David Bonthrone: So, we’re looking at behavior and we are marrying that behavior with data. Now that’s where people get a little confused. So, let me give you a real life example of how marrying a camera with data and facial recognition might work.
David Bonthrone: Imagine if you will, that you’re walking to a Big-box retailer in China or wherever in the world and we do this with a progressive retailer in China named Lotus, and there’s a press release that’s out about this on our website, where somebody is walking towards the store and as they approach the store there is a fairly significant screen there that recognizes that particular individual because of the facial recognition software. Okay?
David Bonthrone: After it recognizes that individual, it knows based on previous purchased history what he or she has purchased at the store. So at that point it sends or presents an immediate personalized message to that particular individual about items that are in the store perhaps on special, perhaps available, that have been newly introduced to the store or newly launched so that the consumer can look at that information and act accordingly.
David Bonthrone: What we could also do, okay, is at a later time after they’ve left the store environment is give them an offer to return back to that retail environment. So, therefore, closing the loop on the engagement from a consumer point of view.
David Bonthrone: So that’s one … When I talk to senior executives at retail, they say to me … I’ll give you an example, “I’ve heard about this AI stuff.” So that’s one of the examples that we can use. There are others. So it depends what type of retailer you are and it depends what your … what insight you’re looking to uncover or perhaps what challenge you’re looking to potentially overcome.
David Bonthrone: So, for example with the big convenient store chain that we work with in Thailand, they are very interested in using artificial intelligence, again it’s a camera, okay, to predict, tell them when there are items that are out of stock. Okay? So, instead of having somebody walk around the store and bend over and look down there and stare at the other stock, we can do that through camera technology and we can report back in real time to management at a national, regional or more likely at a local level to identify and say, “Said particular stores, 3, 4, 5 and 6 in that particular area are suffering significant out of stock levels. Why is that?” That is because the store manager isn’t paying enough attention to that. And we can fix that problem pretty much immediately.
John Rougeux: Right.
David Bonthrone: There are multiple, multiple applications for this artificial intelligence. It’s really like marketing. There are multiple things that marketing can do. New cast buyer acquisition, increasing the basket value of customers and such like.
David Bonthrone: I think the point is from management at retial is to identify what the business and the clear objectives behind AI might be. One of the other things that we want to cross is we use the facial recognition and gesture recognition to build very detailed profiles of consumers integrating all of the data that can be used for future prospecting and messaging and stuff like that.
David Bonthrone: I think it’s fair to say that at retail there were many legacy systems and let’s say disconnected sources of data that do not add up to provide a holistic view of the consumer, okay? That’s on the consumer side.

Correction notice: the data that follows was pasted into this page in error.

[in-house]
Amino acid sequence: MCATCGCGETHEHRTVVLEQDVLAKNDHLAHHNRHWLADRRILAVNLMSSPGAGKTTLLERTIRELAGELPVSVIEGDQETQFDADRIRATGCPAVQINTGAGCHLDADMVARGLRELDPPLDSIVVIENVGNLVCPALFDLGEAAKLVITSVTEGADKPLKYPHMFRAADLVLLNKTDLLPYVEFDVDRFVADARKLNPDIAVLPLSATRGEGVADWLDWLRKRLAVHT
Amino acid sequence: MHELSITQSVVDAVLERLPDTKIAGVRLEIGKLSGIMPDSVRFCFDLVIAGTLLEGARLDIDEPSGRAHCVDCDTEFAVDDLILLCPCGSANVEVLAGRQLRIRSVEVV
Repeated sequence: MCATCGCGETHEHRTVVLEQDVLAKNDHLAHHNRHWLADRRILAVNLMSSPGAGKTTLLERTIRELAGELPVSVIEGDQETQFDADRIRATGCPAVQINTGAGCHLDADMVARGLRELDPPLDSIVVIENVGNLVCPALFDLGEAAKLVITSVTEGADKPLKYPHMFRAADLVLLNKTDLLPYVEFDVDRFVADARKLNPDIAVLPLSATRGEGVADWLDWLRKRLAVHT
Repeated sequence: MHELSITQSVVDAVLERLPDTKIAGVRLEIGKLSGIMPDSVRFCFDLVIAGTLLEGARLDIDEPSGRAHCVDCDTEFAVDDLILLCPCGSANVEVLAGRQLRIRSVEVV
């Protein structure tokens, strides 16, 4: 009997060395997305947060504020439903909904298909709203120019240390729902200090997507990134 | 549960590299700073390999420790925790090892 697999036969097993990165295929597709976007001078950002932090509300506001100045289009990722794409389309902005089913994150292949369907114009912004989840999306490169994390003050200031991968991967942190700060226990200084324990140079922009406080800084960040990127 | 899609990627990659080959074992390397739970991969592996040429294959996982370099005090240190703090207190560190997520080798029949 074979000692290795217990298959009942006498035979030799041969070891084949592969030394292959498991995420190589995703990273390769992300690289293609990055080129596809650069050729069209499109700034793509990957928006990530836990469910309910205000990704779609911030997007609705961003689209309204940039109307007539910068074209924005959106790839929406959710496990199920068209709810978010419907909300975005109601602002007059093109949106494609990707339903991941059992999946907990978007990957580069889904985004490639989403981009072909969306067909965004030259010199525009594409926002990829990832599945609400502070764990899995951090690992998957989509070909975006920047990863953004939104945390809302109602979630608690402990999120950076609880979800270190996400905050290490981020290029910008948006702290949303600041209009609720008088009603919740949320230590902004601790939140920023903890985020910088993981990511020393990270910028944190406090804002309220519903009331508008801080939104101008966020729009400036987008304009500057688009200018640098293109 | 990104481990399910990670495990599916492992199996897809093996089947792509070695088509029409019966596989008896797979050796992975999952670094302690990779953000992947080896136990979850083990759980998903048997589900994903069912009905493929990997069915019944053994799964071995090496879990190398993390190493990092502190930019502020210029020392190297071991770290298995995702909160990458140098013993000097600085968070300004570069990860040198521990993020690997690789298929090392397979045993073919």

David Bonthrone: On the operations side, this recognition technology as well can help store managers ensure that shoppers are visiting particular areas of the store. That’s something we do with another retailer. We’re watching traffic flow inside the store and we are seeing that a very low percentage of total shoppers are actually visiting a particular category or aisle.
David Bonthrone: So, what does the store manager need to do in order to fix that? Is it a price issue? Is it the fact that the aisle is not a good experience for the consumer because it’s not appealing dirty, there’s maybe not enough going on there. We can use that technology to identify what the barrier is so that the retailer can fix that.
John Rougeux: All right. So you mentioned a few different examples there. You mentioned a marketing example of identifying shoppers and personalizing some offers. You mentioned an operational problem being solved with the store shelves and looking for potential outages.
John Rougeux: And then I think you mentioned more of an insights, so kind of the behavioral analysis type situation where you’re looking at customer flow and in-store analytics on movement and sections of the store or venue that are being visited or not visited.
John Rougeux: I’m really curious about this first example, David, because it goes back to something you talked about earlier in your marketing career. You talked about how direct marketing wasn’t something especially popular at the time and I am curious what the reception on the consumer side has been to having their faces recognized as they come into the store. I know you’re doing that in China right now. So, what have shoppers thought and said about that experience?
David Bonthrone: That’s an excellent question. Just on the direct marketing side it’s like direct marketing has always been frankly hugely popular to the smart markets or it’s never been particular sexy though.
David Bonthrone: So, it wasn’t something that was adopted by the big brand advertising agencies but let’s look at the whole advertising world. Now the growth has come from everything that CRM and the 30-second TV series agencies are having their challenges.
David Bonthrone: In answer to your question about the data, how the consumers feel about that, in many situations it’s rather like the internet, it’s very wise to provide an opt-in scenario. So we do that and we work with the retailer to do that. If the retailer does not want to do that, then that’s a different discussion and we’ll pursue that accordingly.